Recent Possession Doctrine
The recent possession doctrine allows a jury to infer larceny based on a person’s possession of stolen property. To rely on this doctrine, three elements must be shown:
- that the property was stolen
- that the person possessed the stolen property
- that the person possessed the stolen property “so soon after it was stolen and under such circumstances as to make it unlikely that he obtained possession honestly."
The possession element under the recent possession doctrine does not require actual physical possession of the property. Actual possession exists, for example, when a person has the property on his person, such as in a bag or a pocket. However, “constructive possession” is sufficient to prove the element of possession. “Constructive possession exists when the defendant, while not having actual possession, has the intent and capability to maintain control and dominion over the property.” An example of constructive possession might be a person who keeps the property in a locked storage unit.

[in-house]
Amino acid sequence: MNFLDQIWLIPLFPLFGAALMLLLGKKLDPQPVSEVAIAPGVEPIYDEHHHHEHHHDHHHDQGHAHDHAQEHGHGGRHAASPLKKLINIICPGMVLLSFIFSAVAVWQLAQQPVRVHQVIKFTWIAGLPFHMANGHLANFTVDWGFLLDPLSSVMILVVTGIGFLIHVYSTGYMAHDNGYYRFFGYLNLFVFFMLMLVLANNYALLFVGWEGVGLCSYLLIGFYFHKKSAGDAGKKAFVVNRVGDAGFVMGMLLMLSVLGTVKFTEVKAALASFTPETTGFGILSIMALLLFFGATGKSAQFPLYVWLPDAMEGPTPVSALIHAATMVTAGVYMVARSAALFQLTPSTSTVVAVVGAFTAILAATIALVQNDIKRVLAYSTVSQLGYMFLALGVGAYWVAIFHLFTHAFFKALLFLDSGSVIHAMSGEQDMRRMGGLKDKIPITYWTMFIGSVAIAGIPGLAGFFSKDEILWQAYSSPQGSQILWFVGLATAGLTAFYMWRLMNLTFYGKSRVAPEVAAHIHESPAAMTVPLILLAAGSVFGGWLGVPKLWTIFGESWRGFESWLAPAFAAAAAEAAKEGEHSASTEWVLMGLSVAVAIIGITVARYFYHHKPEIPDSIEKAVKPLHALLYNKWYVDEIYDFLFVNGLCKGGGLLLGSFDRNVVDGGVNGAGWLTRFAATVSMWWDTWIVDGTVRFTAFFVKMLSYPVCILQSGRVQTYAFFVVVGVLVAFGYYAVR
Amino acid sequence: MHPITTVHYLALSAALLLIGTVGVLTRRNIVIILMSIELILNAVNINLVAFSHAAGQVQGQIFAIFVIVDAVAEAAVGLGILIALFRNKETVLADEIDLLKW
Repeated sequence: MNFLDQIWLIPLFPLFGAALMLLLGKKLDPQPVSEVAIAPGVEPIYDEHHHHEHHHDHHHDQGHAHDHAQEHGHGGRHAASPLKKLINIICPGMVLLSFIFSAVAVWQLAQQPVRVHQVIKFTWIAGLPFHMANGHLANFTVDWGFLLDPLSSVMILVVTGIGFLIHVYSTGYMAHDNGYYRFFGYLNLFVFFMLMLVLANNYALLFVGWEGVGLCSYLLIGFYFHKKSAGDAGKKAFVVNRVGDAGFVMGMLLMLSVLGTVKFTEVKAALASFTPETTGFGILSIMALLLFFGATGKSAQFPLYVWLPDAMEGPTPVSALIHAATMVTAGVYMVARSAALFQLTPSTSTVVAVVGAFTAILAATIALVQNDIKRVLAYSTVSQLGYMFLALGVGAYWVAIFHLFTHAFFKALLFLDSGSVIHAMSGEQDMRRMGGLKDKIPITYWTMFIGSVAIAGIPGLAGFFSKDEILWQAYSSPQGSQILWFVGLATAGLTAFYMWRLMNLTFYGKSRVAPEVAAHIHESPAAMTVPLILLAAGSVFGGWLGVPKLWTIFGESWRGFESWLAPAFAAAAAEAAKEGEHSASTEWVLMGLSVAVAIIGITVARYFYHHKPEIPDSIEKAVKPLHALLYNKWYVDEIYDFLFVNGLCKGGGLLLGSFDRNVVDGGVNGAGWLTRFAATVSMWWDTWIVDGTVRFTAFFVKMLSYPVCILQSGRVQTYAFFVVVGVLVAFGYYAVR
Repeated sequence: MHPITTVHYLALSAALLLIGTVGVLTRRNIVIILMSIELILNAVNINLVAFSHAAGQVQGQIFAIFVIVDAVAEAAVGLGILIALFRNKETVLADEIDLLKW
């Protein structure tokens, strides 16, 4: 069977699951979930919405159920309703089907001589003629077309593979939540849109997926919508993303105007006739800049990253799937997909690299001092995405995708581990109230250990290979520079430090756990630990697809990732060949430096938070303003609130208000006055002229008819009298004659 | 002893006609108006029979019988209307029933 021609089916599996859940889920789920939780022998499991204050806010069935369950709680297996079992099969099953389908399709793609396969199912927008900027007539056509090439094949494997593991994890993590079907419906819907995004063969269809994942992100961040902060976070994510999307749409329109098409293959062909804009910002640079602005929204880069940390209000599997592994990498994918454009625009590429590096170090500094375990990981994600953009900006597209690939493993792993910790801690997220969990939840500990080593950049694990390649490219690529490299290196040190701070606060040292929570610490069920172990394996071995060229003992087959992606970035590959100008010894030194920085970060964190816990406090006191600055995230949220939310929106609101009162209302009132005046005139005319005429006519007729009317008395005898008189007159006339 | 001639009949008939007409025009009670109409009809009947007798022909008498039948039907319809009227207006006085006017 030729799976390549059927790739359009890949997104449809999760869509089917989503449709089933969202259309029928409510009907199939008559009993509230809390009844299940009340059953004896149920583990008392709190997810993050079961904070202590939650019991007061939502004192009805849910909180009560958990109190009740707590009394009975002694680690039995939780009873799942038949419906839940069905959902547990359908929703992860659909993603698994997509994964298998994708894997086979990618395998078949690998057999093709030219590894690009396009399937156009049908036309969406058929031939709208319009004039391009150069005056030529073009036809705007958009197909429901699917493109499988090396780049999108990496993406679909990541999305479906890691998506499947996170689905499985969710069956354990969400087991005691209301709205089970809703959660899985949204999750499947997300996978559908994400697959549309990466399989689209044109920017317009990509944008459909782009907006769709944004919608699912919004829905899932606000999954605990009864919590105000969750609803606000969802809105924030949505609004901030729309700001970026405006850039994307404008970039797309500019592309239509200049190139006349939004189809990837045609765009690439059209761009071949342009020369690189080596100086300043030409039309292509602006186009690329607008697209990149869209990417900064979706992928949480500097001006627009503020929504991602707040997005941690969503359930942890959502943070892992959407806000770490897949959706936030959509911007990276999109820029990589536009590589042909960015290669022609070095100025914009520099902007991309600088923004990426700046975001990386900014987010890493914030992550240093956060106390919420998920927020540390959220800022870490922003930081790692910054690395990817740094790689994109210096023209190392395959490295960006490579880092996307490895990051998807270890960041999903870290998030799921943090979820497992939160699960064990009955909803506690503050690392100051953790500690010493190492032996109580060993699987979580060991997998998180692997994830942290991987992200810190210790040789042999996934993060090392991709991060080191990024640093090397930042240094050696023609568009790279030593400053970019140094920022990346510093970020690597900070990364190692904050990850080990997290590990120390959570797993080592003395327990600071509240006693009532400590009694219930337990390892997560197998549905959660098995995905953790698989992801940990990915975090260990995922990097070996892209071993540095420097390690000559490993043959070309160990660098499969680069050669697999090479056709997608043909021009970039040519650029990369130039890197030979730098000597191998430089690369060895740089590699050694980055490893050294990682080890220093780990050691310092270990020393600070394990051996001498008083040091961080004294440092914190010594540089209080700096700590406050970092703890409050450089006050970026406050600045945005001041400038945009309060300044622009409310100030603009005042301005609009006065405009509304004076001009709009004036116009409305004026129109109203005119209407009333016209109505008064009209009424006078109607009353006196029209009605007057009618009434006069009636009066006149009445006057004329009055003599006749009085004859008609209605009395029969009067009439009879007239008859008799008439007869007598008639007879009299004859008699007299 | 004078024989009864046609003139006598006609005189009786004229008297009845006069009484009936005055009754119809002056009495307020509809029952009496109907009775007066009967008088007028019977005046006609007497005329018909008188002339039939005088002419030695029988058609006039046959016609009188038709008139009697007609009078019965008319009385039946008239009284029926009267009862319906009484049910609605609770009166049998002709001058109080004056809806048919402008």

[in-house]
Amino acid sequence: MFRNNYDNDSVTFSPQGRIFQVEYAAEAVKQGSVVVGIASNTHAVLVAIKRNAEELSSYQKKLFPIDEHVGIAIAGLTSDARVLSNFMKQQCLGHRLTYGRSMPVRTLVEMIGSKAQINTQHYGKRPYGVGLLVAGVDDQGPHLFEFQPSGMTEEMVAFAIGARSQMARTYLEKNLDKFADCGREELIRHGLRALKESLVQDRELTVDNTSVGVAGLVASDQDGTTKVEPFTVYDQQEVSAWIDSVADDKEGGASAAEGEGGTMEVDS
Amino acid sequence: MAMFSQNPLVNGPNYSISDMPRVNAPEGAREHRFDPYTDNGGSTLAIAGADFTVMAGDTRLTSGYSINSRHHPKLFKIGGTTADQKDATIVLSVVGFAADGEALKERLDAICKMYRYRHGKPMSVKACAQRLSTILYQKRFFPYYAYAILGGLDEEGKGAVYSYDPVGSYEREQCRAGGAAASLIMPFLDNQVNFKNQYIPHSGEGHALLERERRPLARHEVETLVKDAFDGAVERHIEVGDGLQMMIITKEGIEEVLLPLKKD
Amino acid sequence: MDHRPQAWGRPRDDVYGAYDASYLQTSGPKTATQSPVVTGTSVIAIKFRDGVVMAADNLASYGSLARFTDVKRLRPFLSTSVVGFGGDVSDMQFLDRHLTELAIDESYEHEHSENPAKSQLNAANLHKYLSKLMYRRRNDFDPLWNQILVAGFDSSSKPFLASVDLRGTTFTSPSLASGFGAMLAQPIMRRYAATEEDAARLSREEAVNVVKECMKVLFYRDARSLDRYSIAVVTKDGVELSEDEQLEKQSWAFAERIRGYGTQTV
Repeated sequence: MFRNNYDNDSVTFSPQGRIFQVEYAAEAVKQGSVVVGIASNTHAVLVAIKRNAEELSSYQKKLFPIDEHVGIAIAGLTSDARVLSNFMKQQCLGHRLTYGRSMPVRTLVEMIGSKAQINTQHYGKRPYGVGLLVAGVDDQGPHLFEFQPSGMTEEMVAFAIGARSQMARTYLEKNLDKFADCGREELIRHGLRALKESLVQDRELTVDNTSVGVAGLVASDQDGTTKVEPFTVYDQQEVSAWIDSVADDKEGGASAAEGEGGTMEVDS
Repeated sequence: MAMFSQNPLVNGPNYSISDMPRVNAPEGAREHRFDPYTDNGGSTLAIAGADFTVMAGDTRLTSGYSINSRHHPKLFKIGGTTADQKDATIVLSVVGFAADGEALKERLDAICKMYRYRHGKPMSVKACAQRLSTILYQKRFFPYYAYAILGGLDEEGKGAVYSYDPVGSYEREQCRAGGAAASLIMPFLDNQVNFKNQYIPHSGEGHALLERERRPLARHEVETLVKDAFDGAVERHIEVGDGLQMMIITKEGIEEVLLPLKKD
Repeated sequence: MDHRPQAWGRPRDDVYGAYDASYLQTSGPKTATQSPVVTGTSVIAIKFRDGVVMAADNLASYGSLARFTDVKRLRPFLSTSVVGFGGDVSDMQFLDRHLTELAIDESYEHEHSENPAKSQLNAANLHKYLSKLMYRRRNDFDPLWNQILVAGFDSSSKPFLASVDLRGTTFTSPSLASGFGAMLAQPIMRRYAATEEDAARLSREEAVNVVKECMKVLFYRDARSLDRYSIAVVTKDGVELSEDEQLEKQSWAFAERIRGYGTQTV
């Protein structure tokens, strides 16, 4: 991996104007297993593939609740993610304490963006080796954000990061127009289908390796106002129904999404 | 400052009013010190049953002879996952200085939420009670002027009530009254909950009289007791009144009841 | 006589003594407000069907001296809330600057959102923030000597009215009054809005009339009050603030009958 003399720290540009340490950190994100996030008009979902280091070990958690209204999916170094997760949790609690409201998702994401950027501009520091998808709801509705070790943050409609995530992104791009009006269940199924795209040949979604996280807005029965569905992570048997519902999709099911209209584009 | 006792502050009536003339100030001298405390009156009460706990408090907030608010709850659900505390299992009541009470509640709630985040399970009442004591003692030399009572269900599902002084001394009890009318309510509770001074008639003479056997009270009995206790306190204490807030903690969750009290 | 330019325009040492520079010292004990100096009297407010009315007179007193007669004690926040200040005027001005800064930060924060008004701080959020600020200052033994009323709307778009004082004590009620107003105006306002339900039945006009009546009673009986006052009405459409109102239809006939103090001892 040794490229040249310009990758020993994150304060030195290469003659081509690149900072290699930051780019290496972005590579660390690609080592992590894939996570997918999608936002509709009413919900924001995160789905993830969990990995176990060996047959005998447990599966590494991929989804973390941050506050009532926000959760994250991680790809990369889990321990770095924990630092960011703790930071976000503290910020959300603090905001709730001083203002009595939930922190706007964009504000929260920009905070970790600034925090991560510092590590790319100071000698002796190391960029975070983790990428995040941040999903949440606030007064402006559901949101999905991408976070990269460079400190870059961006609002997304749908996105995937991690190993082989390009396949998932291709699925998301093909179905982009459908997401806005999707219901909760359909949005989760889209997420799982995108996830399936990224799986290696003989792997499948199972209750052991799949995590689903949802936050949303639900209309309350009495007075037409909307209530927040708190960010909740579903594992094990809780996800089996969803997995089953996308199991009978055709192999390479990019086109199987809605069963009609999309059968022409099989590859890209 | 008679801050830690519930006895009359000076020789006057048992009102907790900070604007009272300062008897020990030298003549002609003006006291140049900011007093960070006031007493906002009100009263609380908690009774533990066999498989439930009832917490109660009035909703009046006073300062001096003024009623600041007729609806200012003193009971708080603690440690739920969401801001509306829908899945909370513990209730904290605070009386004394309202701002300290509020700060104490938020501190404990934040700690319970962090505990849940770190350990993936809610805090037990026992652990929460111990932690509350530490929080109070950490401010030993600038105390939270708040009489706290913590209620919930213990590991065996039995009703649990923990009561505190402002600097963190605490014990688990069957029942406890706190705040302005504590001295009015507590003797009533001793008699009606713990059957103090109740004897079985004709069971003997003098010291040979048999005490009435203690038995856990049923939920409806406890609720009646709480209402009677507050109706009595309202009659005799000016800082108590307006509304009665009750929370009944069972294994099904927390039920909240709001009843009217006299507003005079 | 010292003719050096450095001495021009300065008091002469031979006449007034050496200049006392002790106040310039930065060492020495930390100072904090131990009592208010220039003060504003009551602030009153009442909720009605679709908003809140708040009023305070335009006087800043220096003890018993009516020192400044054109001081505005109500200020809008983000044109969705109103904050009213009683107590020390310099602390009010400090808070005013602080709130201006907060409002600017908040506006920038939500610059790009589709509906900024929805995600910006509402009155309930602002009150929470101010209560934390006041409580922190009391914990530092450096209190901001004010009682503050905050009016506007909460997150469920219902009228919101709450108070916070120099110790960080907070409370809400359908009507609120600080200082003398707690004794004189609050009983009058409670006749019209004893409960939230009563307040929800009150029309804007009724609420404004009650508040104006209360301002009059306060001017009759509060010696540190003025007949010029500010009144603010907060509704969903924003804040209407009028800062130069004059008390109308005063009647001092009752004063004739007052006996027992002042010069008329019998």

How long is too long after the theft for possession to qualify as recent under the doctrine? There are no firm rules regarding the timing between the possession and the theft. Courts have instead required that the timing be sufficiently close so as to make it unlikely that the person obtained possession of the property honestly. Typical cases where the doctrine has been applied range from 24 hours to several days between the theft and the possession of the property. However, the North Carolina Court of Appeals applied the doctrine in a case where a defendant possessed a video camera 21 days after a break-in. A shorter period of time between the possession and the theft is required for property that is normally and commonly traded in lawful channels. When the property stolen is not normally and commonly traded in lawful channels, a longer period of time between the possession and the theft is permitted. Examples of property not normally and commonly traded in lawful channels are a unique tool and commercial restaurant equipment.